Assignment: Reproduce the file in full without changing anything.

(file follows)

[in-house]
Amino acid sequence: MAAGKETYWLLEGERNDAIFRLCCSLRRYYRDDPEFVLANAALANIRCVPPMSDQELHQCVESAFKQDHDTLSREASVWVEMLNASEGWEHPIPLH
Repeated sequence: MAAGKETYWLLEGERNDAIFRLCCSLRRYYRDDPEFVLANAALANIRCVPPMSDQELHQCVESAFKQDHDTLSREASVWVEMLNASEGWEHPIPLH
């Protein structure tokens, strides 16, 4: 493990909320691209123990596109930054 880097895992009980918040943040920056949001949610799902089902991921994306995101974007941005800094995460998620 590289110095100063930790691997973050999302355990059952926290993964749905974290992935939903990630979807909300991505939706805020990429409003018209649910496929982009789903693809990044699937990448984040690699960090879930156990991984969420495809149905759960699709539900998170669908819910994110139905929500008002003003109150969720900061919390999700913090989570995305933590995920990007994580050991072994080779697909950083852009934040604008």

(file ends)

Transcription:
[in-house]
Amino acid sequence: MAAGKETYWLLEGERNDAIFRLCCSLRRYYRDDPEFVLANAALANIRCVPPMSDQELHQCVESAFKQDHDTLSREASVWVEMLNASEGWEHPIPLH
Repeated sequence: MAAGKETYWLLEGERNDAIFRLCCSLRRYYRDDPEFVLANAALANIRCVPPMSDQELHQCVESAFKQDHDTLSREASVWVEMLNASEGWEHPIPLH
């Protein structure tokens, strides 16, 4: 493990909320691209123990596109930054 880097895992009980918040943040920056949001949610799902089902991921994306995101974007941005800094995460998620 590289110095100063930790691997973050999302355990059952926290993964749905974290992935939903990630979807909300991505939706805020990429409003018209649910496929982009789903693809990044699937990448984040690699960090879930156990991984969420495809149905759960699709539900998170669908819910994110139905929500008002003003109150969720900061919390999700913090989570995305933590995920990007994580050991072994080779697909950083852009934040604008």